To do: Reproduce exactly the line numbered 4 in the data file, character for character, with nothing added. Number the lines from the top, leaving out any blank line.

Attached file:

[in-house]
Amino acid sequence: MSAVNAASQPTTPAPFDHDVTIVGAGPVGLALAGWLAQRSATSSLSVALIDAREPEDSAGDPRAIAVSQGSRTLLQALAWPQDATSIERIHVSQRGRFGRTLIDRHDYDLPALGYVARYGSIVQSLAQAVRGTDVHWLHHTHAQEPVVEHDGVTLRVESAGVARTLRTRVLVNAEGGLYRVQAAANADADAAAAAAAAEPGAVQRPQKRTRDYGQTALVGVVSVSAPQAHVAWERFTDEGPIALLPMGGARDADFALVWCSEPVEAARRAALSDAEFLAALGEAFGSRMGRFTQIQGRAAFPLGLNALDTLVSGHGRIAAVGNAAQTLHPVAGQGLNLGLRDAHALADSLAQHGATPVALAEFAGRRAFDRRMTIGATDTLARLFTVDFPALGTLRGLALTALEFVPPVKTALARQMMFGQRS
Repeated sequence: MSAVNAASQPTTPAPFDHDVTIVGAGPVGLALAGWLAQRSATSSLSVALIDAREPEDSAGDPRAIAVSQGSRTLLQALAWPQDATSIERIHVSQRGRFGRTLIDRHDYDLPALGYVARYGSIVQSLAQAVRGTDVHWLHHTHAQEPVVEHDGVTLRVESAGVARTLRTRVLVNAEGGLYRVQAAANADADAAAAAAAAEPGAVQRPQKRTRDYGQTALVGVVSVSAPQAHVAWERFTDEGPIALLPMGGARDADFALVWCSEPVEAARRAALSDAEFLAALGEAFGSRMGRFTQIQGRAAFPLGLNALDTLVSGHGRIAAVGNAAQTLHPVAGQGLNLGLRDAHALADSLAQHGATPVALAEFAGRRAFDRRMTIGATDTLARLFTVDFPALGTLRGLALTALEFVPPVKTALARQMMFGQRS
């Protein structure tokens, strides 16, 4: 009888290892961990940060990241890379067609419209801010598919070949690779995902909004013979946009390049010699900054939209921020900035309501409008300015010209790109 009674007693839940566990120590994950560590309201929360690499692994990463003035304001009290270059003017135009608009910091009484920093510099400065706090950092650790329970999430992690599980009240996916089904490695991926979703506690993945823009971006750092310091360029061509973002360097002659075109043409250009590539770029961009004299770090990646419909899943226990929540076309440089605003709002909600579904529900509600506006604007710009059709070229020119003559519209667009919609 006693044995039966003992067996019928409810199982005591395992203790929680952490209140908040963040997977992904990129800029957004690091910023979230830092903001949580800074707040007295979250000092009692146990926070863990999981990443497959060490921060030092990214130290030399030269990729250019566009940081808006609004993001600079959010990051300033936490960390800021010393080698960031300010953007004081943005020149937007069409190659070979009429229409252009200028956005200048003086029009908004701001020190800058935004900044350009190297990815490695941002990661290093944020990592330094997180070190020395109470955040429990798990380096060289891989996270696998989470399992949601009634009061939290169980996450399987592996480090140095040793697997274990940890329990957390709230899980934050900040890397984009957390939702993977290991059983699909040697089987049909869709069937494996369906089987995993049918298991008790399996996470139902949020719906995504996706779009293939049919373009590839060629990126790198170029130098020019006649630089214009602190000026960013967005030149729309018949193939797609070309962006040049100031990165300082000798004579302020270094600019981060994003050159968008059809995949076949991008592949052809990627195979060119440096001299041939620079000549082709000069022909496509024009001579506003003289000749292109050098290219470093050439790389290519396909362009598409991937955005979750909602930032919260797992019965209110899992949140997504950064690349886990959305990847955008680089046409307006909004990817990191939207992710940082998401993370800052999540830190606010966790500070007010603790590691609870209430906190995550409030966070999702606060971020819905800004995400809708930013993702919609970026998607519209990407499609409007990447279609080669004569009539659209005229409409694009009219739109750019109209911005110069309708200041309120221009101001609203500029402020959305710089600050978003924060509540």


């Protein structure tokens, strides 16, 4: 009888290892961990940060990241890379067609419209801010598919070949690779995902909004013979946009390049010699900054939209921020900035309501409008300015010209790109 009674007693839940566990120590994950560590309201929360690499692994990463003035304001009290270059003017135009608009910091009484920093510099400065706090950092650790329970999430992690599980009240996916089904490695991926979703506690993945823009971006750092310091360029061509973002360097002659075109043409250009590539770029961009004299770090990646419909899943226990929540076309440089605003709002909600579904529900509600506006604007710009059709070229020119003559519209667009919609 006693044995039966003992067996019928409810199982005591395992203790929680952490209140908040963040997977992904990129800029957004690091910023979230830092903001949580800074707040007295979250000092009692146990926070863990999981990443497959060490921060030092990214130290030399030269990729250019566009940081808006609004993001600079959010990051300033936490960390800021010393080698960031300010953007004081943005020149937007069409190659070979009429229409252009200028956005200048003086029009908004701001020190800058935004900044350009190297990815490695941002990661290093944020990592330094997180070190020395109470955040429990798990380096060289891989996270696998989470399992949601009634009061939290169980996450399987592996480090140095040793697997274990940890329990957390709230899980934050900040890397984009957390939702993977290991059983699909040697089987049909869709069937494996369906089987995993049918298991008790399996996470139902949020719906995504996706779009293939049919373009590839060629990126790198170029130098020019006649630089214009602190000026960013967005030149729309018949193939797609070309962006040049100031990165300082000798004579302020270094600019981060994003050159968008059809995949076949991008592949052809990627195979060119440096001299041939620079000549082709000069022909496509024009001579506003003289000749292109050098290219470093050439790389290519396909362009598409991937955005979750909602930032919260797992019965209110899992949140997504950064690349886990959305990847955008680089046409307006909004990817990191939207992710940082998401993370800052999540830190606010966790500070007010603790590691609870209430906190995550409030966070999702606060971020819905800004995400809708930013993702919609970026998607519209990407499609409007990447279609080669004569009539659209005229409409694009009219739109750019109209911005110069309708200041309120221009101001609203500029402020959305710089600050978003924060509540």